Intuitively, we all know that many speakers are nervous when presenting. Yet, when attending a meeting or conference, we rarely think about how we, as listeners, can help the speaker be more comfortable. Though most of my team’s time is spent focusing on coaching speakers to be more confident and effective, as a listener, you can help as well.
Here are five practical tips for being a great listener in a group setting:
- Provide non-verbal feedback. Speakers are sensitive to listeners’ facial expressions and posture. It helps to grin, show facial interest, smile if appropriate, and use a slight forward lean.
- Get cozier. Have you noticed that the front row at a meeting or conference is often empty or sparsely populated? Speakers benefit from feeling connected to their listeners, so, in a large group, be brave and sit as near to the speaker as possible.
- Ask questions. It is uncomfortable when the presenter asks if there are any questions and then…crickets! Yes, it can take courage on your part to speak up. But, knowing that you are helping the speaker feel better may get you going.
- Avoid distracting behaviors. Presenters notice everything because they can SEE everything from their vantage point. Know that you are not invisible and avoid talking to colleagues, fiddling with papers, or your handbag. If you need to cough more than several times, best to move into the hallway.
- Approach the speaker afterward. Whether it’s a small group meeting or a large conference, presenters feel uplifted when they know their information or style is appreciated. Offer a sincere compliment if you can. Conversation with the presenter is a boost to networking too!
4 Feb BUILDING RAPPORT QUICKLY
Investor meetings are difficult enough because you need to tell your story, what makes you unique, and why you are the right company for them to invest. In reality, though, the most difficult and important part is building the necessary rapport with the investors.
Investors need to see a potential business relationship that they can develop. Do you have goals, values, beliefs, and drivers that align? How do you know what those are for your investors? How do you connect in this way?
It is not easy. It is one of the reasons our executive communication coaches are brought in to help. It goes beyond process and structure into the psychology of communication and how to apply it. There are three steps you can take to better position yourself to build rapport quickly with investors. (more…)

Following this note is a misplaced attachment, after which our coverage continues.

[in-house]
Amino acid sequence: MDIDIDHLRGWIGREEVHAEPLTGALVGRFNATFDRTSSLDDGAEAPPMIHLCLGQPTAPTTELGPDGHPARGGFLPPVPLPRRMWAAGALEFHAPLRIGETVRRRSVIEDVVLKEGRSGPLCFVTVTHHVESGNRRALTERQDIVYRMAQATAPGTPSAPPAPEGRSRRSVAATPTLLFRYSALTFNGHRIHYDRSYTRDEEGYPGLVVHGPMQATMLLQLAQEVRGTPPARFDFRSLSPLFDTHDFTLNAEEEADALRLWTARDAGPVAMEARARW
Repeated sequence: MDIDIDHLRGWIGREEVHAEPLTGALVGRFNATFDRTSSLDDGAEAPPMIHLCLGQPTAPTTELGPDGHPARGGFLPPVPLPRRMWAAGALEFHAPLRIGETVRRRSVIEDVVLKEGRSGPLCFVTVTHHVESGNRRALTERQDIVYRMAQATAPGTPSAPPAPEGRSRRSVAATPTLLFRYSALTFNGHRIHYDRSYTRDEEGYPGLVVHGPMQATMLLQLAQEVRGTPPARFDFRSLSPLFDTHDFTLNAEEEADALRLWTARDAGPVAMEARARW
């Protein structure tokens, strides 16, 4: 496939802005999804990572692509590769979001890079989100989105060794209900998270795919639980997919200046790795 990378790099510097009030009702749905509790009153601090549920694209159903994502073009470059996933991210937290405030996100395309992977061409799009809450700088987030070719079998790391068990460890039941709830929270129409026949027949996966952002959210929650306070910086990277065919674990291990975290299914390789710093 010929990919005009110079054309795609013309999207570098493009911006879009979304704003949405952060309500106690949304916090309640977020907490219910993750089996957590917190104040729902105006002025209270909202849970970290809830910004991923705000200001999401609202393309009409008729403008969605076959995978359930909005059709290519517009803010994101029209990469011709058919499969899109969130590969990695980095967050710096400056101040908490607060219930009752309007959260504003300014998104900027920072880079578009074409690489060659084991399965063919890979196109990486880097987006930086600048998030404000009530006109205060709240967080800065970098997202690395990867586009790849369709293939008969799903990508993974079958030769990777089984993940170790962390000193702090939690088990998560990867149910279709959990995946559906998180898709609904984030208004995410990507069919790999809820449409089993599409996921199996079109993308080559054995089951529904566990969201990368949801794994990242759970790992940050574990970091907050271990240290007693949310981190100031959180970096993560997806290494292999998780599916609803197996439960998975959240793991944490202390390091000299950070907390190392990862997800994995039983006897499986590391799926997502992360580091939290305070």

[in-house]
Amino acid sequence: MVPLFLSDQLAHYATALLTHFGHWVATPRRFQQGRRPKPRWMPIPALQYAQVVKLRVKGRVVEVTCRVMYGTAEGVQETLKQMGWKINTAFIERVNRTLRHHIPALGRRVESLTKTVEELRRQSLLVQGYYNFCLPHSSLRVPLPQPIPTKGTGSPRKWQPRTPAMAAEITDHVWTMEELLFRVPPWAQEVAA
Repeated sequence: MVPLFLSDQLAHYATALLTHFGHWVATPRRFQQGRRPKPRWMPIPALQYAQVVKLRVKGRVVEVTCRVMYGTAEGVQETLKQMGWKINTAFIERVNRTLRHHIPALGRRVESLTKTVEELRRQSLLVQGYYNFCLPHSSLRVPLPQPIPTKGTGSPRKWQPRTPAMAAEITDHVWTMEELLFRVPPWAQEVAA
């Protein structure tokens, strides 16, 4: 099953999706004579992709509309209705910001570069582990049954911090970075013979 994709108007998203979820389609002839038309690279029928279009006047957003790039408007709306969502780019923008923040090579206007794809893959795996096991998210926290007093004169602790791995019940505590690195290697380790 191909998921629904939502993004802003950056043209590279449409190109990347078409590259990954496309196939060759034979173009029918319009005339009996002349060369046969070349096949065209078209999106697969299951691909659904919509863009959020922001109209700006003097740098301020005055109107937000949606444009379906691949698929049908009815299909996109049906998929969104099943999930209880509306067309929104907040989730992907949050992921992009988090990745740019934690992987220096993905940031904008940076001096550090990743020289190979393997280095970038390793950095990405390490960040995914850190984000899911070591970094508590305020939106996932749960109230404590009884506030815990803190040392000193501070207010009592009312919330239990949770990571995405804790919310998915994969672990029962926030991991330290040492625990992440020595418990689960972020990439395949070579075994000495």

Without being stereotypical about it, there are some communication characteristics that may be more familiar to women in leadership roles than will resonate with men in similar roles. We see many millennials, of both genders, struggling with these traits as well. But that’s an article for another day! Here a few reminders.
- Placing a question mark at the end of sentences (uptalk)
- Apologizing when there is no need
- Diminishing their value by using tentative words such as little or just while describing accomplishments
AI, or artificial intelligence, has taken root in biotech. From lab assistants to drug discovery, AI provides a cheap, quick, and more effective process for advancement. And the AI push is visible within public speaking development, from counting your “uh’s” to determining if you speak with enough passion.
There is no shortage of apps, software, and computer programs that claim to increase your skill as a presenter and public speaker. Many Biotech companies have embraced Artificial Intelligence (AI) apps, software, and programs that offer a “speech coach in your pocket.” Should you whip out your credit card and sign up? And if you have joined the AI coaching bandwagon, what do you need to prepare for while using the app? Here are seven critical factors to consider:
1) Technical Difficulties– Utilization of AI for improved communication skills is a reasonably new technology and there are still technical issues to prepare for: Blank screens, constant reinstallations, “free plans” with little value, outdated versions that require a help desk to resolve, restricted content, a lack of continued learning opportunities after a certain point, lessons that won’t load, and any other tech issue you can imagine. This puts a damper on progress.
2) Lack of Context – Your app may flag you for pausing too long, but if you are a skilled speaker, you can hesitate for an extended amount of time and investors will wait with bated breath in anticipation of what you will say. The app may tell you your pace was too fast or slow, but again, a speaker telling a funny story or sharing a heartbreaking loss will utilize different pacing speeds to help create excitement, momentum, suspense, or surprise. (more…)
To be successful in business communication, you must be authentic. Authenticity, though, is not magic. It is strategic. For any communication you have, here are three steps you can follow to be “strategically authentic.”
1 – Better understand your listeners. The best advice I give to clients is to remember that it’s not about you; it’s about the listeners, so before you speak, ask yourself:
- To whom are you speaking? What is their title?
- How much time do they have for you?
- What is your goal for the conversation? What do you think are the roadblocks to getting to your goal?
- How does your listener listen – do they want to get to the point or get all the information?